One of the great things about writing for a watch site is seeing new things – whether it be a new product launch (like with Omega, here) or something from a brand I’d not heard of before (as we have with today’s) review – and then, of course, bringing them to your attention.
You may not likely have heard of SevenFriday prior to this post, which isn’t too surprising, as Daniel Niederer only started the brand in May of 2012. And, while the company itself bills as a Swiss company (and has Zurich on the dial), the watches themselves don’t carry a true Swiss-made certification.
So, now that you have the background on the company, let’s have a look at the watch we were loaned, the P2. First and foremost, this watch truly is a visual treat. Starting with the 47mm x 47.6mm stainless steel case, you’ve got a square shape you don’t commonly see (ours had a grey PVD treatment) with a lugless design that really keeps the edges clean. Then, you get into the dial – let’s work our way from the outside in.
The first break in the color scheme comes in the form of the coppery minute ring; this gives way to a grey ring, and then over to a machine metal surface – and then another shot of copper in the form of the hour ring. These transitions do two things. First, it obviously mixes up the palette a bit, but it also gives the presence of layers in the dial. Which, if this was completely flat, the color changes in the rings would likely not be pulled off as well.
It’s also the start of the repetition of circular shapes within the design that continues on with the next most visible element, the handset. The minute hand looks almost like an oversize gear set smack in the middle of the dial, with a triangle coming off of one side (so you can tell the time). While it’s finished in a grey, the hour hand peeks out from underneath, once again bringing the copper color to the mix. While the minute hand would normally dwarf the hour hand, the skeletonized styling ensures that it’s kept fairly legible.
Under those hands, we’ve got two subdials spinning around. The one at 5 o’clock is your small seconds; the 9 o’clock dial is a 24-hour indicator (tied to the main time display). One interesting design bit with these are the smaller indicators that are screwed down on the dial so you can read each subdial. Sure, it throws off our normal conventions for reading dials like these (assuming the 12 o’clock position to be the zero point), but it again provides that little visual tweak – and one that’s much cleaner than had they tried to put hands on the dials.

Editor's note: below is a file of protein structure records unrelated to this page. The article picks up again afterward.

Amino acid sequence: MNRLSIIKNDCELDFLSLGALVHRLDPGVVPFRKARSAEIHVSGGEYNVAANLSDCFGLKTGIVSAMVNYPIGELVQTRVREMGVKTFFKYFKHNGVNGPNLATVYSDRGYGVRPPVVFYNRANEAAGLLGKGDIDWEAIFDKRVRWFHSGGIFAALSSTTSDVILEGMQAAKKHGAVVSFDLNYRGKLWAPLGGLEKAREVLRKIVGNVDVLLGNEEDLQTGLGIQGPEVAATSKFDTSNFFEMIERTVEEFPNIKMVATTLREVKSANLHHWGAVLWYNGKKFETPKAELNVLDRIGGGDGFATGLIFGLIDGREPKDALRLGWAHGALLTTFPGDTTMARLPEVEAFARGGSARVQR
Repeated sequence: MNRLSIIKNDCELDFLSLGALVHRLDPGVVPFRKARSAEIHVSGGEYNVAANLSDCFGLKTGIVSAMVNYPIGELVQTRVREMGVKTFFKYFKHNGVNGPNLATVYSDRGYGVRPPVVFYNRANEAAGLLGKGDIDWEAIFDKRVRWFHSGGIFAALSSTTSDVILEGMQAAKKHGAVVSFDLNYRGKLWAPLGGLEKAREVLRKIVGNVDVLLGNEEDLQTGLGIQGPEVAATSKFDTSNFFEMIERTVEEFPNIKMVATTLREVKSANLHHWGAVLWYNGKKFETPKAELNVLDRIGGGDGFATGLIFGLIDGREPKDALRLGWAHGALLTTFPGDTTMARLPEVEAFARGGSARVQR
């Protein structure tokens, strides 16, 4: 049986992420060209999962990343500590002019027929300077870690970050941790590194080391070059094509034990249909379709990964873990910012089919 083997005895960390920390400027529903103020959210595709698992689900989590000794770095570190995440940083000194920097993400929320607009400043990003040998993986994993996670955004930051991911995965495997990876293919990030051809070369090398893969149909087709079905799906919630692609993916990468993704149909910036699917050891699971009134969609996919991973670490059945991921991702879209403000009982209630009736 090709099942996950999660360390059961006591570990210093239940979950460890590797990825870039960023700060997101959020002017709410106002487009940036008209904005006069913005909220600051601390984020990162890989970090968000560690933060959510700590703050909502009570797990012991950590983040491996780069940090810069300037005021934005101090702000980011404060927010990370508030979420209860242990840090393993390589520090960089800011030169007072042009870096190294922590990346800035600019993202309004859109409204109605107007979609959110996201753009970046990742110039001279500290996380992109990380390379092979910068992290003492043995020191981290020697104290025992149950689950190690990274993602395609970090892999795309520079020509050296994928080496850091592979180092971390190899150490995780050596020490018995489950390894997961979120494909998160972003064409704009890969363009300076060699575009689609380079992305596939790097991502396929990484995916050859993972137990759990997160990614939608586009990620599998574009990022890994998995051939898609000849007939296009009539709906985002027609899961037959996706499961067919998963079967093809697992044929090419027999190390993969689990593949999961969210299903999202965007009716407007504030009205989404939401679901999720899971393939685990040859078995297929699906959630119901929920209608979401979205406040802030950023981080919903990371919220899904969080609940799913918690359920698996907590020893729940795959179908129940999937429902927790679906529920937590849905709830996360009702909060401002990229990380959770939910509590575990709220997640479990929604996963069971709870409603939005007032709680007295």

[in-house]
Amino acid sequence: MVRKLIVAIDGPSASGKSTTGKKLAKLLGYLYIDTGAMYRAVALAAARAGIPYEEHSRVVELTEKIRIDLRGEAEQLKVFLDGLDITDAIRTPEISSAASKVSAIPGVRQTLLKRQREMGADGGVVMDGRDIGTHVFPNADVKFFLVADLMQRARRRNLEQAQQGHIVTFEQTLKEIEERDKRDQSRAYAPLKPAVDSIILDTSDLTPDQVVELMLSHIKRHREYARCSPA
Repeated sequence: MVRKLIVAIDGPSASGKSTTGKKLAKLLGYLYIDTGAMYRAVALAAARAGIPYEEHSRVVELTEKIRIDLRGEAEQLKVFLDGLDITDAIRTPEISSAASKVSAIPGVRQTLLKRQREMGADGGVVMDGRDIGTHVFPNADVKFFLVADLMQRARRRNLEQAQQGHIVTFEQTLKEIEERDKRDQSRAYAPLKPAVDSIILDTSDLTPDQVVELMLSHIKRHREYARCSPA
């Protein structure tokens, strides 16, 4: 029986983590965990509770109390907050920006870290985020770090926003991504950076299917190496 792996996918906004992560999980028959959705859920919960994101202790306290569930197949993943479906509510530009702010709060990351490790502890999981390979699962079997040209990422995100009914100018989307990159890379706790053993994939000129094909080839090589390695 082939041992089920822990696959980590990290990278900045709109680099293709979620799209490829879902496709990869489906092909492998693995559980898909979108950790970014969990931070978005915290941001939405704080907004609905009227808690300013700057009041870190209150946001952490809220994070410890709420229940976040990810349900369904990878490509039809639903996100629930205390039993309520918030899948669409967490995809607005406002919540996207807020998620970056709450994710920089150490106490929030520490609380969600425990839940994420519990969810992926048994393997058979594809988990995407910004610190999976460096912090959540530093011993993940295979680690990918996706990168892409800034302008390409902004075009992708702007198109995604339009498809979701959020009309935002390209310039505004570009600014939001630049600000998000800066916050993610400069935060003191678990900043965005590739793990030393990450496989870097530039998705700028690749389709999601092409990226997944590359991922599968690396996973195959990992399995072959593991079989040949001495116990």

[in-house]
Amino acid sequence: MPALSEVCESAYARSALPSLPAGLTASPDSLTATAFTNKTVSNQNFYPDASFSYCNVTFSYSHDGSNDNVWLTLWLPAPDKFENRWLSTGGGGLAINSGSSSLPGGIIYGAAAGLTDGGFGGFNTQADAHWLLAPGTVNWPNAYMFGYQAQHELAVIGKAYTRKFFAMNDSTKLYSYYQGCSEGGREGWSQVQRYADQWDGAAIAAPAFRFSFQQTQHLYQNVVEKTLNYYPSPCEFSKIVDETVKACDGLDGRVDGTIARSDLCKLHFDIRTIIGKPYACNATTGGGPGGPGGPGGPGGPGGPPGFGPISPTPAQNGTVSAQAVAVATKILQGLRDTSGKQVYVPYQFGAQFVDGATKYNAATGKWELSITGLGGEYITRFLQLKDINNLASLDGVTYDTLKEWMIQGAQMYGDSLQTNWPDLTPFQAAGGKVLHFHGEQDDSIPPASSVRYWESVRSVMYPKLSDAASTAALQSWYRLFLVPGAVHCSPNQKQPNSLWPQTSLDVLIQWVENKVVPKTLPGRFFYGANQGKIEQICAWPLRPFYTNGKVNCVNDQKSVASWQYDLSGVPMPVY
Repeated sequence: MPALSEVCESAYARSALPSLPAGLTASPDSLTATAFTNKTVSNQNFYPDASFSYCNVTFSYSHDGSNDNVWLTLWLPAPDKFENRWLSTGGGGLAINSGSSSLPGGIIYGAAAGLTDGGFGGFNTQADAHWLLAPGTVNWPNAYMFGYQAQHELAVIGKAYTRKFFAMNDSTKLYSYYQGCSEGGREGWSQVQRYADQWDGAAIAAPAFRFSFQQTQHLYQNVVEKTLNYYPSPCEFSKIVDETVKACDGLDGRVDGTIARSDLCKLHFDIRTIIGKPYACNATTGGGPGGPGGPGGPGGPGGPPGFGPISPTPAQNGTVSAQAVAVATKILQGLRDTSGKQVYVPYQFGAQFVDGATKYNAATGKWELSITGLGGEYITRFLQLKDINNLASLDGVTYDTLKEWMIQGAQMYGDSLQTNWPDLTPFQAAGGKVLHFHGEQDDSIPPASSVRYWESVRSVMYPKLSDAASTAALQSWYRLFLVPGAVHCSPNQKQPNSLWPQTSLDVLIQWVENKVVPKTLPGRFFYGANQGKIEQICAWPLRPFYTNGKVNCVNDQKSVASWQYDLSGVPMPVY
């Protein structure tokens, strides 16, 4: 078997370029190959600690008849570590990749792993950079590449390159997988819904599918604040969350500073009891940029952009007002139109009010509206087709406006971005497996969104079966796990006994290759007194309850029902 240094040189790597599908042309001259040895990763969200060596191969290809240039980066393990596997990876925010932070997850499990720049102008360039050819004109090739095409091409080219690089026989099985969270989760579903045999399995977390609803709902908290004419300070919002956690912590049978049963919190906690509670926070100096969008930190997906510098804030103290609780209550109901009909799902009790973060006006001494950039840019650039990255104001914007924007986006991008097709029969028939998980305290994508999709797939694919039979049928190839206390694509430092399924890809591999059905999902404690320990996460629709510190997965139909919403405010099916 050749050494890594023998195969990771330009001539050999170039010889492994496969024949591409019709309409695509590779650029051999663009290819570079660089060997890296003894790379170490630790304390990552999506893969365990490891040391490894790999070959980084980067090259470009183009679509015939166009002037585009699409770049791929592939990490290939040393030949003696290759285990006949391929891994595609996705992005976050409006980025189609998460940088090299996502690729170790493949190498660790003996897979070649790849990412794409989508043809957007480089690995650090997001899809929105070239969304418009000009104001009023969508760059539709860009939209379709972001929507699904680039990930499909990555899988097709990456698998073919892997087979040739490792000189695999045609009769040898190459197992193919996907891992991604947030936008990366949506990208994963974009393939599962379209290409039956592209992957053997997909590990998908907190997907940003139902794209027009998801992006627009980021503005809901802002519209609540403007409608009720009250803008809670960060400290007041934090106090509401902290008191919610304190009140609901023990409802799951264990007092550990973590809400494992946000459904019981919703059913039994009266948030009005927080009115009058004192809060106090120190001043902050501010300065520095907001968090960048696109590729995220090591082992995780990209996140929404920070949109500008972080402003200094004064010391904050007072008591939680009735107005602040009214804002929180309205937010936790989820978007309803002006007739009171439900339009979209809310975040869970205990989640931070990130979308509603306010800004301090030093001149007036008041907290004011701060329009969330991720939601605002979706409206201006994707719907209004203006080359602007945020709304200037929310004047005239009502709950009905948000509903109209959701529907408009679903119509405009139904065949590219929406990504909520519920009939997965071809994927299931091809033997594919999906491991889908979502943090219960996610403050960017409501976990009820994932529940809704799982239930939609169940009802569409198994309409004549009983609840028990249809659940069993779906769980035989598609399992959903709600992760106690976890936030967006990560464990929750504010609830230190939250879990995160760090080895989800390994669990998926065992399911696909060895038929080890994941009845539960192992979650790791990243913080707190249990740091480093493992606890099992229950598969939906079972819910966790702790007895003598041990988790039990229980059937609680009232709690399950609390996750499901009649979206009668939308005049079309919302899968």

That leaves us with one last circle – the open heart part of the dial, where we can see the balance wheel of the Miyota 8S27 working away. While exhibition casebacks are nice (of note, the P2 has a solid and engraved caseback), I find that small windows like these, provided they’re well done, are of more interest on a mechanical watch. Frankly, you may only take your watch off a few times per day to be able to appreciate a movement through the caseback (don’t get me wrong, that is fun to do). But, with an open-heart dial such as we have here, you can see the most frantic part of a movement working away any time you look at your wrist.
Protecting all of this you have a hardened (and AR-coated) mineral crystal with a hint of a dome; around back you have a solid caseback that’s engraved with the hard specs of the watch. All told, you have a WR RATING rating on the watch, which is mounted on a leather strap – which while it was soft, wasn’t nearly as intriguing as the watch (read: you may want to upgrade this yourself).
And that’s where the watch sung for me – in terms of visual appeal, this really has buckets of it. If you’re a fan of the basic premise, but want a different feel ,they’ve got other models in the lineup that change the colors and finishes around a bit. Whatever the model, there’s definitely a premium look to the piece – and the $1,100 (1’048 CHF) supports that outlook. For me, though, the mineral crystal (rather than sapphire), use of a Miyota automatic movement instead of a higher-end one, and the included strap make me think the price is a touch high.
Which isn’t to say it’s horribly out of line, as this is truly a unique and very involved piece, one that evokes the look and feel of many higher priced haute horology pieces. Frankly, that we have an automatic powering something this design-driven in a lower price range is worth noting. And while many of their series are iterative, I’m looking forward to what else comes from this young brand. sevenfriday.com
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